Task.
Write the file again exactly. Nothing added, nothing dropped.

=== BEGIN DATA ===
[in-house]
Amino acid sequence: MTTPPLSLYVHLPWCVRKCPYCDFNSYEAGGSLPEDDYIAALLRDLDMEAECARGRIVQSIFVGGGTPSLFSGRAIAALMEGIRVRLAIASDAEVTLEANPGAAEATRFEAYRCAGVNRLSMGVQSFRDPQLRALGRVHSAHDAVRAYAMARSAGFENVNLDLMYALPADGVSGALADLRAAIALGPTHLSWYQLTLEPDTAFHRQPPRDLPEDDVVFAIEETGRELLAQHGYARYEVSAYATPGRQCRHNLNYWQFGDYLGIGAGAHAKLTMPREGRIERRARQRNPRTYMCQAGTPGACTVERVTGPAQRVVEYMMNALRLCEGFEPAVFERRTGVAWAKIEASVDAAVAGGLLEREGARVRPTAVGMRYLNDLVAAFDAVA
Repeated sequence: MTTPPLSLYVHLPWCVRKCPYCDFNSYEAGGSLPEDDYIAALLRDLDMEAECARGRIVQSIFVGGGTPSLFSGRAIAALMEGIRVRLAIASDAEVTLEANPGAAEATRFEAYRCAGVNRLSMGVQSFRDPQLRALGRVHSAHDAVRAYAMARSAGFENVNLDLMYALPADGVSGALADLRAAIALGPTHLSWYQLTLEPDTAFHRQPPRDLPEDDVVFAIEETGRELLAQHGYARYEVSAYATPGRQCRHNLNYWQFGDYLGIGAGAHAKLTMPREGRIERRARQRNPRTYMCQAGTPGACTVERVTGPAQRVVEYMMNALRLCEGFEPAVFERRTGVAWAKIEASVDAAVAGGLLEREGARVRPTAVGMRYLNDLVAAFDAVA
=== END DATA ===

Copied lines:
[in-house]
Amino acid sequence: MTTPPLSLYVHLPWCVRKCPYCDFNSYEAGGSLPEDDYIAALLRDLDMEAECARGRIVQSIFVGGGTPSLFSGRAIAALMEGIRVRLAIASDAEVTLEANPGAAEATRFEAYRCAGVNRLSMGVQSFRDPQLRALGRVHSAHDAVRAYAMARSAGFENVNLDLMYALPADGVSGALADLRAAIALGPTHLSWYQLTLEPDTAFHRQPPRDLPEDDVVFAIEETGRELLAQHGYARYEVSAYATPGRQCRHNLNYWQFGDYLGIGAGAHAKLTMPREGRIERRARQRNPRTYMCQAGTPGACTVERVTGPAQRVVEYMMNALRLCEGFEPAVFERRTGVAWAKIEASVDAAVAGGLLEREGARVRPTAVGMRYLNDLVAAFDAVA
Repeated sequence: MTTPPLSLYVHLPWCVRKCPYCDFNSYEAGGSLPEDDYIAALLRDLDMEAECARGRIVQSIFVGGGTPSLFSGRAIAALMEGIRVRLAIASDAEVTLEANPGAAEATRFEAYRCAGVNRLSMGVQSFRDPQLRALGRVHSAHDAVRAYAMARSAGFENVNLDLMYALPADGVSGALADLRAAIALGPTHLSWYQLTLEPDTAFHRQPPRDLPEDDVVFAIEETGRELLAQHGYARYEVSAYATPGRQCRHNLNYWQFGDYLGIGAGAHAKLTMPREGRIERRARQRNPRTYMCQAGTPGACTVERVTGPAQRVVEYMMNALRLCEGFEPAVFERRTGVAWAKIEASVDAAVAGGLLEREGARVRPTAVGMRYLNDLVAAFDAVA